1. The balance used (A&D FX-120i) weighs to the milligram.
        The current US penny composition weighs 2500 mg.
        Older US pennies (1982 back to 1864) weigh 3110 mg, except the 1943 steel ones at 2720 mg.
        So, yes, but you could get it done with a much less expensive balance.
        [will.sweatman] hacked a serial out onto a cheap scale:
        The cheap solution with all off-the-shelf hardware is to point a webcam at the scale’s display and OpenCV.

      2. Wonder if you could sort pennies using magnets? Roll them down a ramp flanked with powerful magnets and time how long it takes to move a fixed distance. Pure copper coins should be slowed down more by the eddy currents – ok, the Lorenz forces exerted by the eddy currents – than the copper-clad pennies. Use a servo to deflect the slower coins into a bin. Profit.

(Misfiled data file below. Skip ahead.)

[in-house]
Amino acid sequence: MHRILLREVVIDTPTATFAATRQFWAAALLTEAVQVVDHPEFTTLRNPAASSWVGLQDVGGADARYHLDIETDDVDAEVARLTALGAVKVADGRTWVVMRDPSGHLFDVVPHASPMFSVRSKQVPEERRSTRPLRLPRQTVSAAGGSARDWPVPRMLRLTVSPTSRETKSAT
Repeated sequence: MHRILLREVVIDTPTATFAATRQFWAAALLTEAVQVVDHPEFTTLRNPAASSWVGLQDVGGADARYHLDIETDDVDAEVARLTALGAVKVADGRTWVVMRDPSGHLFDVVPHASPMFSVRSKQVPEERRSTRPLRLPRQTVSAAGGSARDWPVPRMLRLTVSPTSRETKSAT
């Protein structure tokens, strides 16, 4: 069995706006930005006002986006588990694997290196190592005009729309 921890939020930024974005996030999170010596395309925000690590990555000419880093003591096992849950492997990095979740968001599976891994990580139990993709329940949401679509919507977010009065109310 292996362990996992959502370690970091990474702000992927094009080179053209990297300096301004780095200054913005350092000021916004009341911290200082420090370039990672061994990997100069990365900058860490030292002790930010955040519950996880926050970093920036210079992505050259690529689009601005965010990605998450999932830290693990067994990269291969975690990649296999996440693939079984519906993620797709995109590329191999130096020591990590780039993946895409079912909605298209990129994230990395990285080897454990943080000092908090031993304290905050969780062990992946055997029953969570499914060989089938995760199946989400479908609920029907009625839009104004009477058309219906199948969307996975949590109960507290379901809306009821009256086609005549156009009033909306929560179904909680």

1. Interesting idea. As for profit, you have to balance the $0.008 per copper penny found against the cost of obtaining loads of unsorted pennies and returning the zinc ones.

        2. many years ago I worked with a “mars” mech that allowed you to determine which coins were entered by timing how long it took a coin to travel between two points. I’m pretty sure it was a straight drop (no ramps) and that magnets were involved.

    1. you clearly have no concept of what is going on in the UK. The UK imports much MUCH more from the EU than it exports to the EU. It is far easier to find a new supplier in the word market than it is to find a new buyer. To put it in terms even a red neck can understand: the EU has a gun at the UK’s head but the end the bullets come out of is pointing squarely at the EU.